Community supports the war against cancer through second hand sale


Erich Raumann

The site of the Subterranean Super Sale during its extended off-season. It’s currently more of a storage location than storefront, but old signs and ribbons still remain in preparation for the Sale’s return.

Erich Raumann, Reporter

A few pink signs scattered around the Hyde Park neighborhood point to a “Subterranean Super Sale” just off 53rd Street. Through a nondescript basement door is a hub of activity, people dropping in and out, assessing everything from cacti to tahini cookies, weaving through countless racks of clothing and stacks of books. At the center of all the chaos is Amanda Englert, welcoming people, talking with long-time friends, giving prices and collecting money — every cent of which goes to the war against cancer. 

The Subterranean Super Sale is a biannual charity event embodying the spirit of Hyde Park. Throughout the year, people donate things to Ms. Englert, the ringmaster of the event, who sells them during “Super Sales” at the start and end of summer. These items are sold at affordable prices to people in need, encouraging people who would otherwise be unable to contribute to charity. 

“If you have money, donate money. If you have time, donate time. If you have things, donate things,” Ms. Englert said. “Everyone figures out their own way to contribute to a problem that a lot of us find difficult to contribute to.” 

The sale donates to several charities supporting breast cancer, including the Breast Cancer Research Foundation, the Equal Hope organization and Pink Ribbon Girls. Ms. Englert, who lost her mother and grandmother to breast cancer, is focused not just on cancer research, but also on closing the disparity in cancer treatment, where people of color are disproportionately neglected.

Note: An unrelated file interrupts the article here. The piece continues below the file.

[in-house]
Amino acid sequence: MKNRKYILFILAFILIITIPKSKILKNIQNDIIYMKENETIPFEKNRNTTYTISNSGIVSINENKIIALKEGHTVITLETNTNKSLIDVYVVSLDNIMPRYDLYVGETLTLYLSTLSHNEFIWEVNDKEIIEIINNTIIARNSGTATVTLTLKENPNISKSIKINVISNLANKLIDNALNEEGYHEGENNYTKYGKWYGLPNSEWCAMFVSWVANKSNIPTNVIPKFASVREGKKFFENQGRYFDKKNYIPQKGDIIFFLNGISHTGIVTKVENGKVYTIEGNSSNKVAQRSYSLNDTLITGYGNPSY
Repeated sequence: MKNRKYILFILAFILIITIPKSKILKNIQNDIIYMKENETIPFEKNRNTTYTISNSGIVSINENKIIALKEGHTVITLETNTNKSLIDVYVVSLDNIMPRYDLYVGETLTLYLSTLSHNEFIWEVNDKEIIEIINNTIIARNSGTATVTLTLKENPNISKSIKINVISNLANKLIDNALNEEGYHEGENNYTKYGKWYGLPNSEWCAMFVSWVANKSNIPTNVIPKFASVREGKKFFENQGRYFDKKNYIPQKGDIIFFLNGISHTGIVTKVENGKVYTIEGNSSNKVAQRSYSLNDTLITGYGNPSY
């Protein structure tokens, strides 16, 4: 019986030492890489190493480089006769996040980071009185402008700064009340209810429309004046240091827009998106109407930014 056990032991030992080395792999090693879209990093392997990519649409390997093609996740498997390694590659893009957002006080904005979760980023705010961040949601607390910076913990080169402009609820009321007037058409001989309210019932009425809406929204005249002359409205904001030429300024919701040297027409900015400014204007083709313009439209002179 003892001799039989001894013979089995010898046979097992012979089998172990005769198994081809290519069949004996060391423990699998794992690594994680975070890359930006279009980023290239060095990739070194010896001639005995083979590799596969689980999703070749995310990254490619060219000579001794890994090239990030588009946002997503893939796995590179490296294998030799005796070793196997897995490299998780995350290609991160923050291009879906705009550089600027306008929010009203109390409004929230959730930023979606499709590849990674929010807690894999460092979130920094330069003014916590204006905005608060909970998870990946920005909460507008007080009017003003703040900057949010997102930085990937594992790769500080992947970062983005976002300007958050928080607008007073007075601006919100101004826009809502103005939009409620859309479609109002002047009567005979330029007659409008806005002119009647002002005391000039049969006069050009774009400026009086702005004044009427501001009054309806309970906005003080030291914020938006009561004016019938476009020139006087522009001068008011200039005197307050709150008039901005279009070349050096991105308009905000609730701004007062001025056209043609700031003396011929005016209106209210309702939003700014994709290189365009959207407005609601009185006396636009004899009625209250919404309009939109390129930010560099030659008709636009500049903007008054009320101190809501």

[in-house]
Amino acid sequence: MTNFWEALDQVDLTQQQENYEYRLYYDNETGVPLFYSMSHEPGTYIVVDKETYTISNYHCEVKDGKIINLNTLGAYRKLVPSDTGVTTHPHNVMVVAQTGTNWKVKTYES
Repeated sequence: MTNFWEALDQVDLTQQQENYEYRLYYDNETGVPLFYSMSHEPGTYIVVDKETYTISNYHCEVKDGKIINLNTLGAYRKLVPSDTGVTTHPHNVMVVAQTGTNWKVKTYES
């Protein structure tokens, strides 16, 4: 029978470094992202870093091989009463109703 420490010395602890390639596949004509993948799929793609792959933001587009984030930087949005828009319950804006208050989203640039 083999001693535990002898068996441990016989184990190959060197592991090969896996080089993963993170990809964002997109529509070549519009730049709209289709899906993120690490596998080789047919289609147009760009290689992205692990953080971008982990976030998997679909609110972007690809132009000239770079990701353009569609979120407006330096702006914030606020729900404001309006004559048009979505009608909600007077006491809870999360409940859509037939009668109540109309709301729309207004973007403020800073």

“When a loved one gets diagnosed,” Ms. Englert said, “it can feel paralyzing, even if your hospital has the resources to try and treat it. Unfortunately, so many places don’t — not just in terms of actual treatment, but preventive care, which is just as vital.” 

The biannual schedule is temporarily suspended because of the pandemic, and as space fills up without another sale, donations get harder and harder to accept. For now, the sale lies dormant, only selling a few plants and some furniture under “Subterranean Super Sale” on Craigslist. Ms. Engelert encourages people looking to donate to go to other organizations for now, or contact her at [email protected] to receive future updates about when the sale will be able to open its doors again. 

While the Subterranean Super Sale is, for now, unable to function, eventually the bright pink fliers will reappear and the basement off 53rd will buzz alive again. The sale isn’t going anywhere, because it’s not just Ms. Englert supporting the sale. It’s the parents donating old toys, the children baking cookies and the people who can barely afford rent — all of Hyde Park pitches in to make nearly $200,000 in the name of fighting cancer.